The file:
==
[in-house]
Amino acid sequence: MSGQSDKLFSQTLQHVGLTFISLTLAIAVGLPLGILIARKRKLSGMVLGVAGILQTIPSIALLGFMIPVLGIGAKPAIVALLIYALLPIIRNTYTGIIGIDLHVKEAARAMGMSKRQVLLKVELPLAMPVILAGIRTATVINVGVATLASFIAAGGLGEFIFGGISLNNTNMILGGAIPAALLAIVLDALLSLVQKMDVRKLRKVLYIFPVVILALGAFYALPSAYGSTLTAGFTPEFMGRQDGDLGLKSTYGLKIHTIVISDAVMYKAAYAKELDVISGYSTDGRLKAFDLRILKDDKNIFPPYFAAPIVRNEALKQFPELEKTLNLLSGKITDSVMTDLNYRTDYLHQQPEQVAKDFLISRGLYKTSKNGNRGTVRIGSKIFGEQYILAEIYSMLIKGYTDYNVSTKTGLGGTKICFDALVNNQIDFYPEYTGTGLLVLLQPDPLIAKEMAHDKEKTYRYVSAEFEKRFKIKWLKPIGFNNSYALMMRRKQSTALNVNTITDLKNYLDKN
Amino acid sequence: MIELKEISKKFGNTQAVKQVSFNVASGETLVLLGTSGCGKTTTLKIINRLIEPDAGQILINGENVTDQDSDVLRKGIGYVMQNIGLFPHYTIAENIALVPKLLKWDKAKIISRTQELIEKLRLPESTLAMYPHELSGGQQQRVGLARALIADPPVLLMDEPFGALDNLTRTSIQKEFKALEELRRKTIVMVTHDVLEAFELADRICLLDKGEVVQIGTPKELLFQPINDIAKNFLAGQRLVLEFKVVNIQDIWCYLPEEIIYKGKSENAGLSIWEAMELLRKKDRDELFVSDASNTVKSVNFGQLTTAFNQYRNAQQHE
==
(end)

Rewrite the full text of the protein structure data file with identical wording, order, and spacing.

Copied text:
[in-house]
Amino acid sequence: MSGQSDKLFSQTLQHVGLTFISLTLAIAVGLPLGILIARKRKLSGMVLGVAGILQTIPSIALLGFMIPVLGIGAKPAIVALLIYALLPIIRNTYTGIIGIDLHVKEAARAMGMSKRQVLLKVELPLAMPVILAGIRTATVINVGVATLASFIAAGGLGEFIFGGISLNNTNMILGGAIPAALLAIVLDALLSLVQKMDVRKLRKVLYIFPVVILALGAFYALPSAYGSTLTAGFTPEFMGRQDGDLGLKSTYGLKIHTIVISDAVMYKAAYAKELDVISGYSTDGRLKAFDLRILKDDKNIFPPYFAAPIVRNEALKQFPELEKTLNLLSGKITDSVMTDLNYRTDYLHQQPEQVAKDFLISRGLYKTSKNGNRGTVRIGSKIFGEQYILAEIYSMLIKGYTDYNVSTKTGLGGTKICFDALVNNQIDFYPEYTGTGLLVLLQPDPLIAKEMAHDKEKTYRYVSAEFEKRFKIKWLKPIGFNNSYALMMRRKQSTALNVNTITDLKNYLDKN
Amino acid sequence: MIELKEISKKFGNTQAVKQVSFNVASGETLVLLGTSGCGKTTTLKIINRLIEPDAGQILINGENVTDQDSDVLRKGIGYVMQNIGLFPHYTIAENIALVPKLLKWDKAKIISRTQELIEKLRLPESTLAMYPHELSGGQQQRVGLARALIADPPVLLMDEPFGALDNLTRTSIQKEFKALEELRRKTIVMVTHDVLEAFELADRICLLDKGEVVQIGTPKELLFQPINDIAKNFLAGQRLVLEFKVVNIQDIWCYLPEEIIYKGKSENAGLSIWEAMELLRKKDRDELFVSDASNTVKSVNFGQLTTAFNQYRNAQQHE